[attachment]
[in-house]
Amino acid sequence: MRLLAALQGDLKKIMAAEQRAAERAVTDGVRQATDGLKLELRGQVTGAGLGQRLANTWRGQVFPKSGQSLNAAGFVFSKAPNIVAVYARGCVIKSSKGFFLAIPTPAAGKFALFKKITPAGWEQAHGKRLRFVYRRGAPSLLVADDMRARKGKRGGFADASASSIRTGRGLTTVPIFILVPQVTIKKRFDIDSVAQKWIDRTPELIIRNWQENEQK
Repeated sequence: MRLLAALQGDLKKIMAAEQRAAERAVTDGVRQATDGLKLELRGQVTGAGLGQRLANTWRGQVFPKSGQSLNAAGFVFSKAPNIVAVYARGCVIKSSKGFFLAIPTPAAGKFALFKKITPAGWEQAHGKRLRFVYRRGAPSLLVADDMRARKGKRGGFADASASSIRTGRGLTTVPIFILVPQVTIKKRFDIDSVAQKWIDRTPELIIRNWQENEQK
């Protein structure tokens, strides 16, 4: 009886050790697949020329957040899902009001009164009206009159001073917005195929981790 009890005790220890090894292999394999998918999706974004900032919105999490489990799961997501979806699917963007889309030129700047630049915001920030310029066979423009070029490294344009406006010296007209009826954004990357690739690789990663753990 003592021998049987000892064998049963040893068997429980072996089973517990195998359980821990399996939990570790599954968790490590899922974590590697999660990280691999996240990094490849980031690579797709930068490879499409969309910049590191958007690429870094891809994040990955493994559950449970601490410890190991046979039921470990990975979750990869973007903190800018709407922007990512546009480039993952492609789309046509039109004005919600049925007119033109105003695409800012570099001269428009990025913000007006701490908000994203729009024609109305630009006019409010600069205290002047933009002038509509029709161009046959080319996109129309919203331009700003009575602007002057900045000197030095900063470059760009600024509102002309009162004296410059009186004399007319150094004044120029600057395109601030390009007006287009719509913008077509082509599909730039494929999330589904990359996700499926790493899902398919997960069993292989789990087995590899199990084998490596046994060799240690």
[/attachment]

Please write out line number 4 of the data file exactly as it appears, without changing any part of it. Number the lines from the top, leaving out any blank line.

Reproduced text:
């Protein structure tokens, strides 16, 4: 009886050790697949020329957040899902009001009164009206009159001073917005195929981790 009890005790220890090894292999394999998918999706974004900032919105999490489990799961997501979806699917963007889309030129700047630049915001920030310029066979423009070029490294344009406006010296007209009826954004990357690739690789990663753990 003592021998049987000892064998049963040893068997429980072996089973517990195998359980821990399996939990570790599954968790490590899922974590590697999660990280691999996240990094490849980031690579797709930068490879499409969309910049590191958007690429870094891809994040990955493994559950449970601490410890190991046979039921470990990975979750990869973007903190800018709407922007990512546009480039993952492609789309046509039109004005919600049925007119033109105003695409800012570099001269428009990025913000007006701490908000994203729009024609109305630009006019409010600069205290002047933009002038509509029709161009046959080319996109129309919203331009700003009575602007002057900045000197030095900063470059760009600024509102002309009162004296410059009186004399007319150094004044120029600057395109601030390009007006287009719509913008077509082509599909730039494929999330589904990359996700499926790493899902398919997960069993292989789990087995590899199990084998490596046994060799240690």